Do you even hypertrophy, bro?
Just playing! We’re not whipping out the meathead math and swoll science just yet. But if you’ve set foot anywhere near a weight lifting room, no doubt you’ve heard tell of this magical, mystical, muscle-maximizing methodology. But what is hypertrophy exactly? Is it everything it’s jacked up to be? Or is it all just a load of hot air and hype? (Seriously, you can’t spell hypertrophy without hype, for Pete’s sake!)
Well we won’t keep you in suspense. Hypertrophy IS ALL THAT! And we’re here to explain what it is, why it’s effective, and how to maximize hypertrophy in your strength training routine. Read on, beefy bros and shredded sisters!
What Is Hypertrophy?
Hypertrophy is a process your body undergoes when faced with a certain kind of stress on your muscle tissues, which results in your muscle cells growing bigger. That’s not to be confused with hyperplasia, which occurs when your body produces more muscle cells.
Strength vs. Size vs. Endurance
Every muscle-builder will have to ask themselves one crucial question — what is the main goal of your weight training routine? Are you looking to increase your overall strength, your muscle mass, or your endurance? At first, you’d think the goals went hand in hand (in hand). But when you look at some of the extremes, it just doesn’t add up. Bodybuilders are notoriously known as “Mass Monsters,” with enormous bodies that can barely make it through the doorway. Yet, even the largest Mr. Olympia winners have never come close to winning any lifting records. Compare that to the phenomenon known as “Farmer’s Strength,” applying to those seemingly diminutive people who are capable of lifting a ridiculous amount of weight. And as far as endurance goes, both powerlifters and bodybuilders are severely lacking when it comes to that arena.
This is because each end goal comes with an entirely different training protocol. Those looking for strength — think heavy weight, low rep. Those for endurance — light weight and high rep. And if you’re looking for actual size gains, muscle hypertrophy is achieved somewhere in the middle of those two.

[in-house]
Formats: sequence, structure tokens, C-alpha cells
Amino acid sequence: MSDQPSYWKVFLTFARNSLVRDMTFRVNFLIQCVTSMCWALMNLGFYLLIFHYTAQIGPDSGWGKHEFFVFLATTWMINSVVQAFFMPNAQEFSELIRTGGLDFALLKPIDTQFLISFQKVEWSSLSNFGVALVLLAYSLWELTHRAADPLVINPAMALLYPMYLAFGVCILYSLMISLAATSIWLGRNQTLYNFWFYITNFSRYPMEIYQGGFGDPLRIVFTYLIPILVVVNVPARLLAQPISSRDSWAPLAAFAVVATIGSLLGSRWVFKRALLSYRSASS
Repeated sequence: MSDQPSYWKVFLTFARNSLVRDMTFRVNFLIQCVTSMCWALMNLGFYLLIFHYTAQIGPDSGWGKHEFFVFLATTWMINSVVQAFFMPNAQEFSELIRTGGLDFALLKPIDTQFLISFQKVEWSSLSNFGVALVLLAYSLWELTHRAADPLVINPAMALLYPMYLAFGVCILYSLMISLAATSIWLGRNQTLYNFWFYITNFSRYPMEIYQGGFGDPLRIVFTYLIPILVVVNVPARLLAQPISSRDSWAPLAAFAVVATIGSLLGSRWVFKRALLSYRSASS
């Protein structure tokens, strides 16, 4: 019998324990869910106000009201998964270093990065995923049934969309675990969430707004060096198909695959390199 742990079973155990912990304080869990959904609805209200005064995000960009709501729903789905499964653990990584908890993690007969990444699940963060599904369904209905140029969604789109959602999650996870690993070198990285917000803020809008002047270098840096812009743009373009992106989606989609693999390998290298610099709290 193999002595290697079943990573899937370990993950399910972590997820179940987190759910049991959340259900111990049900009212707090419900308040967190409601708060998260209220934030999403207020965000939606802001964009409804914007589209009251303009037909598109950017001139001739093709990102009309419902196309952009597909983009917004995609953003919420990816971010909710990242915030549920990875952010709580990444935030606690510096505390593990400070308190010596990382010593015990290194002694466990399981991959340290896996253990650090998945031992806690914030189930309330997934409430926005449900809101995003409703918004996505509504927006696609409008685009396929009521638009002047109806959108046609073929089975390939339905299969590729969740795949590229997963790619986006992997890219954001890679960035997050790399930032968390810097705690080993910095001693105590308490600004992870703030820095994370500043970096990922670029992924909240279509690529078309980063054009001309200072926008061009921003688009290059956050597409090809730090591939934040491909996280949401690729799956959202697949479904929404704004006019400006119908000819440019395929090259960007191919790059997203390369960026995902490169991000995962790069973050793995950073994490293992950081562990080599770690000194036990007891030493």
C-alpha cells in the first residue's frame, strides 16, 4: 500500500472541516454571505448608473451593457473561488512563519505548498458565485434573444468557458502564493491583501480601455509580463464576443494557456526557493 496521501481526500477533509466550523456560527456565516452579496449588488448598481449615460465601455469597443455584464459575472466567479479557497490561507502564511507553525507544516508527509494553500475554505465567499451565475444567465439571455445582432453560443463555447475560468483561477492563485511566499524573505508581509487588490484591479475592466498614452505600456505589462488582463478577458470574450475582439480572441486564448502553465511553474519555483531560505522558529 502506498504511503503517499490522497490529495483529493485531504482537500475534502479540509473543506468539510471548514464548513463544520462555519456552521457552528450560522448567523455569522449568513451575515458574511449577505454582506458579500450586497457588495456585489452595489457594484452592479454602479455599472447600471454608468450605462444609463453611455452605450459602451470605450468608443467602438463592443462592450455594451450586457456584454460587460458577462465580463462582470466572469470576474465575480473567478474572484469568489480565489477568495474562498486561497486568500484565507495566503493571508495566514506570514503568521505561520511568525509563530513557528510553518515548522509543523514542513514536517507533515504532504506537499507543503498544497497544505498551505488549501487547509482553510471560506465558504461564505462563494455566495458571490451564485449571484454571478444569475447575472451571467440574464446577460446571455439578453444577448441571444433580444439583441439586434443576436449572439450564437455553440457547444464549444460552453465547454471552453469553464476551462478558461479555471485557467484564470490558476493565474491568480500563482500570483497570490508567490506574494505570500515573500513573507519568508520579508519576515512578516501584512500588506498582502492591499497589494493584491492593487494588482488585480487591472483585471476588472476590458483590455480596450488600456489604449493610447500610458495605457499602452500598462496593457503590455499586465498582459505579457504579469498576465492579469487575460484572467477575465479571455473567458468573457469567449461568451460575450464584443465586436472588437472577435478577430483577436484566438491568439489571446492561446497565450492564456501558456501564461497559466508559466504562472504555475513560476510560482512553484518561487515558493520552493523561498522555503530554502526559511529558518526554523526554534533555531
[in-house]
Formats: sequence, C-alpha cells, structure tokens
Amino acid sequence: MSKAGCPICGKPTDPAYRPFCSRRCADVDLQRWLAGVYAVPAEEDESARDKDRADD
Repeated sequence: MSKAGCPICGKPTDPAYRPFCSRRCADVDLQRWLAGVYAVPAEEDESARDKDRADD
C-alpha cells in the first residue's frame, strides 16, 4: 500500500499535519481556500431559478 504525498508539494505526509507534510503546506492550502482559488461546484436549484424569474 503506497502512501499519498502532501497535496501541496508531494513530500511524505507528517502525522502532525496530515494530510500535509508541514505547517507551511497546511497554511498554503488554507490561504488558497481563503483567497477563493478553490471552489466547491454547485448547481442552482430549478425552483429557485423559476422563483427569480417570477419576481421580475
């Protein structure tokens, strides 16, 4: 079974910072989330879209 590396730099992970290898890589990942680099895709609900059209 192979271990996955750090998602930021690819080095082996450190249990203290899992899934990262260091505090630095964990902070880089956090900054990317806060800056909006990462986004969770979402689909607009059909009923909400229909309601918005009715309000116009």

The Five Elements of Hypertrophy Training
To achieve proper muscle hypertrophy, you’ll need five crucial components in balance. Let’s take a look at each one:
First, let’s get into volume. If you’re looking for strength alone, you’d probably focus on lifting extra heavy weights, just a couple times. Not so with hypertrophy training. If you want growth, you’re going to have to reach higher training volumes.
Next up, we’ve got frequency, which is how many times a week you work. If you’re only working each muscle group once per week, that’s a problem. To achieve proper hypertrophy, you’re going to want to shoot for at least a few times per week on each muscle group. Split routines allow for this increased frequency.
Another factor is the actual weight you’re lifting, which translates to the intensity of your workouts. To reach hypertrophy, you want to increase the amount of weight you’re lifting over time, which is called Progressive Overload. Avoid jumping straight to super heavy weights, yet consistently push yourself. Make sure you use a weight where you can complete 8-12 reps with during each set. So what’s the balance? Pick a medium-intensity weight for your warm up set and work up to a weight that pushes you incredibly close to failure – that’s where the gains come in.
There is such a thing as achieving artificial strength gains. This is what happens when we cheat during our workouts, by little underhanded tricks such as:
- Using momentum
- Limiting range of motion
- Relying on other muscles to help us out
The only way to get hypertrophy is to sit your muscles down and say, “YOU ARE DOING THIS”. That means no shortcuts – focus on form, every single rep.
Hypertrophy involves maxing out your muscle groups, right? Well you can’t do that without the right amount of rest between sets. Shoot for a two-minute rest period between multi-joint movements, and about 90 seconds between isolation movements. And be sure to rest those muscles up thoroughly between workouts — that is, after all, when the actual muscle growth happens.
In summary, muscle hypertrophy is achieved through higher reps, medium loads (yet steadily increasing), frequent training sessions, proper form, and adequate rest.
Got it? Good.
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